Attention is the capacity to select and maintain awareness of an exterior event or a thought. It corresponds to the general waking state and to vigilance, which allows the nervous system to be receptive to any form of information that it receives.
Attention disorders affect children and adults who cannot sufficiently concentrate on work to be done over long periods, even if this work requires only a minimum of intellectual effort or has a routine or familiar character to it (such as doing homework or revising topics).
A specific modality of attention is the capacity to divide one’s attention among several sources of information or tasks to be done. A deficiency in this attentional modality is not only very costly in a cognitive sense, but is also a source of difficulty and even considerable suffering for a child in a school setting.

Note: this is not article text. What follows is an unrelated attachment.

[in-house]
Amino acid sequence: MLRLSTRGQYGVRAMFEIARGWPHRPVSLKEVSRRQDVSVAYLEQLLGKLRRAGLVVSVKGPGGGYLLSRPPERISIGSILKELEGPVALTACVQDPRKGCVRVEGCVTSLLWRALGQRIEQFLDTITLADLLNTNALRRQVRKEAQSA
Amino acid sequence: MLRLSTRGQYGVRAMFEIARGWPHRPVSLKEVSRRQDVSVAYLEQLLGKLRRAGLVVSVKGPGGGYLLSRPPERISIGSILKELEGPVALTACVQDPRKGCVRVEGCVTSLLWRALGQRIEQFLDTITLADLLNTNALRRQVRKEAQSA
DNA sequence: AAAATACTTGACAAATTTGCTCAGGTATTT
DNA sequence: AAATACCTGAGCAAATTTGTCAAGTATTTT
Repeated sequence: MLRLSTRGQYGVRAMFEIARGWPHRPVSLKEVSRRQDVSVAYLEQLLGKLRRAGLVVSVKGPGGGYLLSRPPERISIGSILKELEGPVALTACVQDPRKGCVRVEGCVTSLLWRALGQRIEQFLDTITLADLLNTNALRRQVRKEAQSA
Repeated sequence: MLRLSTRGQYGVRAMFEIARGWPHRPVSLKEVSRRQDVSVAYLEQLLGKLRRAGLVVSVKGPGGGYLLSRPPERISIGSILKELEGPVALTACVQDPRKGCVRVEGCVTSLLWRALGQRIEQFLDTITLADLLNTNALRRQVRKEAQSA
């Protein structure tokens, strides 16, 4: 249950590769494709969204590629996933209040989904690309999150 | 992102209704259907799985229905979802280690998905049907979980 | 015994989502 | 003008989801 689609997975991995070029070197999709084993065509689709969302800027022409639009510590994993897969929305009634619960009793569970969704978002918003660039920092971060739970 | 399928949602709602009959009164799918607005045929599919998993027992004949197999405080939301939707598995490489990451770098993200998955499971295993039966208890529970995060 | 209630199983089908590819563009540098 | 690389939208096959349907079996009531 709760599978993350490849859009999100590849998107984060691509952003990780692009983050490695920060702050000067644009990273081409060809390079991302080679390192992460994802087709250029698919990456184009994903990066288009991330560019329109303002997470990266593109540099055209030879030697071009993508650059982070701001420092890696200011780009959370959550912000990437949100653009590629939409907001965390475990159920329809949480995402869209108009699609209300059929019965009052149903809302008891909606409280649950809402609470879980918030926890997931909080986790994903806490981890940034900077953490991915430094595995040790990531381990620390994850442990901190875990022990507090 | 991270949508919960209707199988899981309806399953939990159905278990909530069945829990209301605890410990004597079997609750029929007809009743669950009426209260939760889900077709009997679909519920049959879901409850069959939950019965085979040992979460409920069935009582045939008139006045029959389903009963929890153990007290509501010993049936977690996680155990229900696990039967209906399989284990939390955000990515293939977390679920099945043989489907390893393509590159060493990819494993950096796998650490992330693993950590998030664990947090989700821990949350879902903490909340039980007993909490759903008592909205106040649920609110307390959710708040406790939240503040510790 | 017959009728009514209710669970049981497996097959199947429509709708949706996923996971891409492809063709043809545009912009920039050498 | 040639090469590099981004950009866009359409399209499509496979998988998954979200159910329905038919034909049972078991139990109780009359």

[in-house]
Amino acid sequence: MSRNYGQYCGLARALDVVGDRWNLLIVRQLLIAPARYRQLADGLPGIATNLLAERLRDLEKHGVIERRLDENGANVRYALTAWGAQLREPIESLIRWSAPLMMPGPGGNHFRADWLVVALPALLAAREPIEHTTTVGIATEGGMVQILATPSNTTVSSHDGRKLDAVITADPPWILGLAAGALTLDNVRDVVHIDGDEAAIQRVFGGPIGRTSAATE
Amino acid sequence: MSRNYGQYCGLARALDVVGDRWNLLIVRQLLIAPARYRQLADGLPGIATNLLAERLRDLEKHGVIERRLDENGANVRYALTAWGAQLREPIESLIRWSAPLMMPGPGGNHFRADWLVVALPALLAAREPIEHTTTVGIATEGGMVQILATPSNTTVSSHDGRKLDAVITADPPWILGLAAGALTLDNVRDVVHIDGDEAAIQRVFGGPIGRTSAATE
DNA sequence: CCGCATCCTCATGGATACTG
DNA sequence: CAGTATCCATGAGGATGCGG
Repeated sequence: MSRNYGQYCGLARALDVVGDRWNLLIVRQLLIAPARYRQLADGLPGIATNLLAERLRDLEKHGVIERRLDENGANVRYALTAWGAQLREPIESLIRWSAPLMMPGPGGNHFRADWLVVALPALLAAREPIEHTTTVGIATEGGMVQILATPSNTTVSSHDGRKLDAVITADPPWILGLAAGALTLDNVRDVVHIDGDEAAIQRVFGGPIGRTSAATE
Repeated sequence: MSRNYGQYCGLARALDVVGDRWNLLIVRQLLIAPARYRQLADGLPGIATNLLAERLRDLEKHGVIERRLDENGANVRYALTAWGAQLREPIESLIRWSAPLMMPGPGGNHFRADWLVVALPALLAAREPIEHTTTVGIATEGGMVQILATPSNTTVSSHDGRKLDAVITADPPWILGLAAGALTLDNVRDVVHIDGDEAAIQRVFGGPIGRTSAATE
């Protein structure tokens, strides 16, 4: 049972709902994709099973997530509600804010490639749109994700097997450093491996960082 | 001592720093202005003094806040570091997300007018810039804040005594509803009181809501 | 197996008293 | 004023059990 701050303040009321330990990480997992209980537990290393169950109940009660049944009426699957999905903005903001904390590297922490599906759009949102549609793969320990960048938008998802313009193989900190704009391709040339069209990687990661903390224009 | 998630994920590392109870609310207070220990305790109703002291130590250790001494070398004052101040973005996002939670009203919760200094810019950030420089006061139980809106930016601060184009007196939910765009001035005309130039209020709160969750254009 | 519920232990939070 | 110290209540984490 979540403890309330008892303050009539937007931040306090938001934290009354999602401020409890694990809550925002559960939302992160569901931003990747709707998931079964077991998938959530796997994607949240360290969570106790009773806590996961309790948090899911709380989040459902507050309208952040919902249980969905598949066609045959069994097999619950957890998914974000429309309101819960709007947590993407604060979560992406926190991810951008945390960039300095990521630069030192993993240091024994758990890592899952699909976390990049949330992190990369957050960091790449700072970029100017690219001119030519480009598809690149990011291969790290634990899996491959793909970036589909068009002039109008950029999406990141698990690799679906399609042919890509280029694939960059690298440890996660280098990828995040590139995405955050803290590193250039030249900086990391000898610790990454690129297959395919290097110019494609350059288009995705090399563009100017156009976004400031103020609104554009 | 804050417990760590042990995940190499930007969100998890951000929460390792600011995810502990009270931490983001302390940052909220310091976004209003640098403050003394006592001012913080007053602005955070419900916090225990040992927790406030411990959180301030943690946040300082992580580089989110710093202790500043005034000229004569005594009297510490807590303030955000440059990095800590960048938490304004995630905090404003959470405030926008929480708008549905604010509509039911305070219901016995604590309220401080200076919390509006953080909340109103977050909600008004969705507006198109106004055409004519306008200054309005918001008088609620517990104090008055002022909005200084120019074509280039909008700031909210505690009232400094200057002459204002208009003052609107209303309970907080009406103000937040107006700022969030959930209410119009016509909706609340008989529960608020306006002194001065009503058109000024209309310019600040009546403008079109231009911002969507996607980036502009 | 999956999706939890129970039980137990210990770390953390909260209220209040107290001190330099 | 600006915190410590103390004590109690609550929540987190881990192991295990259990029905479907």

Beyond its general action of cerebral stimulation (i.e. cortical charging), the Tomatis Method can also have a very positive effect on selective attention. The Tomatis procedure is based on the electronic gating that brings a perceptual sound contrast, meant to constantly surprise the brain so that it stays awake and attentive. The goal is to help the brain develop automatic mechanisms for detecting changes, which will consequently reinforce selective attention.